14 January 2019
Visiting Scholar, Dr Monique Mann, will present her paper which explores the developing policies of the ‘Five Eyes’ (FVEY) surveillance partnership with regards to law enforcement and intelligence agency attempts to access encrypted communications. This is achieved through an examination of the mobilities of policies and legislative developments, and consideration of their transnational impacts. The focus is on Australia, the ‘weak link’ in the FVEY alliance as, unlike other FVEY members, has no comprehensive or enforceable protection of human rights at the federal level. Australia very recently – in December 2019 - introduced a new law that increases the obligations of (transnational) platforms and designated service providers (very broadly defined) to provide ‘assistance and access’ to telecommunications information (Telecommunications and Other Legislation Amendment (Assistance and Access) Act 2018 (Cth)), and that has significant extraterritorial reach. This law also introduced new computer access warrants that enable law enforcement to covertly obtain evidence directly from a device at the endpoints when information is not encrypted, and increases existing powers to access data through search and seizure warrants. The paper will examine key issues including impacts on privacy and information security, issues of mutual legal assistance and transnational data flows, and oversight (or lack thereof) of the new powers. It is argued that these Australian developments are initiating a process of undermining encryption, and telecommunications information security more widely, as a mobile policy among other FVEY countries, and perhaps even further afield. Full abstract.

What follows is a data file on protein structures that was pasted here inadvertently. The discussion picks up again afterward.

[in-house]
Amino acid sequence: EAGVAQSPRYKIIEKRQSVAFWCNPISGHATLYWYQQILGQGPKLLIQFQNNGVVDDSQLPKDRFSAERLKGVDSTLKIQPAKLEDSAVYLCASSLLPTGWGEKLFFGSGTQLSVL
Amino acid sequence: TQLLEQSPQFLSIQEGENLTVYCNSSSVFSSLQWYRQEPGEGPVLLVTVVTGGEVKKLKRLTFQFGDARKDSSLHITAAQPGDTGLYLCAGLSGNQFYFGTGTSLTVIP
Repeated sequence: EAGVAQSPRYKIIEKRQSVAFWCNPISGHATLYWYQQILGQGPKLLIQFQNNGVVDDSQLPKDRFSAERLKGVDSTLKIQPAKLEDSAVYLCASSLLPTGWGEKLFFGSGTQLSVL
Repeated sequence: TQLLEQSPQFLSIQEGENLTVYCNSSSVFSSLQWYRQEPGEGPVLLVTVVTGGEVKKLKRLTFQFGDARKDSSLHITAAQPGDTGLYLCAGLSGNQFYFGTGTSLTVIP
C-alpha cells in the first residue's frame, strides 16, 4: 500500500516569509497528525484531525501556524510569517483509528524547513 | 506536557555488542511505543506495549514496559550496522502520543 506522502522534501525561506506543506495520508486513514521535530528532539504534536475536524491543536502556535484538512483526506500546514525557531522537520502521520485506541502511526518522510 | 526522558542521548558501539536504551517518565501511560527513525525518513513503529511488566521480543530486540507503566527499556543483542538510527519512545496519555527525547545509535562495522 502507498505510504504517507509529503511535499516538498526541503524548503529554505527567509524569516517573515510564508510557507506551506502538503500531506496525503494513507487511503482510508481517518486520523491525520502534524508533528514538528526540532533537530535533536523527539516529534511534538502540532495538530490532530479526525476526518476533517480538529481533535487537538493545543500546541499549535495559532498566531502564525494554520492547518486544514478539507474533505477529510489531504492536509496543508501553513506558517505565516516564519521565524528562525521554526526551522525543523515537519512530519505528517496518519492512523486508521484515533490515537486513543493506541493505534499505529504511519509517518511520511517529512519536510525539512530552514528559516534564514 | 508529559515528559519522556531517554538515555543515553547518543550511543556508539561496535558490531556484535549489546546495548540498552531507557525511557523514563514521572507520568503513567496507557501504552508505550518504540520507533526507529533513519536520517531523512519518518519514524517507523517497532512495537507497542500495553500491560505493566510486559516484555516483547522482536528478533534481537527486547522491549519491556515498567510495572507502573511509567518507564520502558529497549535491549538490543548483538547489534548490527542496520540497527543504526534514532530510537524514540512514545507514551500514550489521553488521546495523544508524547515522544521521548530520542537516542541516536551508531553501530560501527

Time: 12:00 - 13.15 (brown bag lunch)
Registration: If you would like to attend, please email email@example.com.
Keep up to date of our activities and developments. Sign up to our newsletter:
Copyright © Brussels Privacy Hub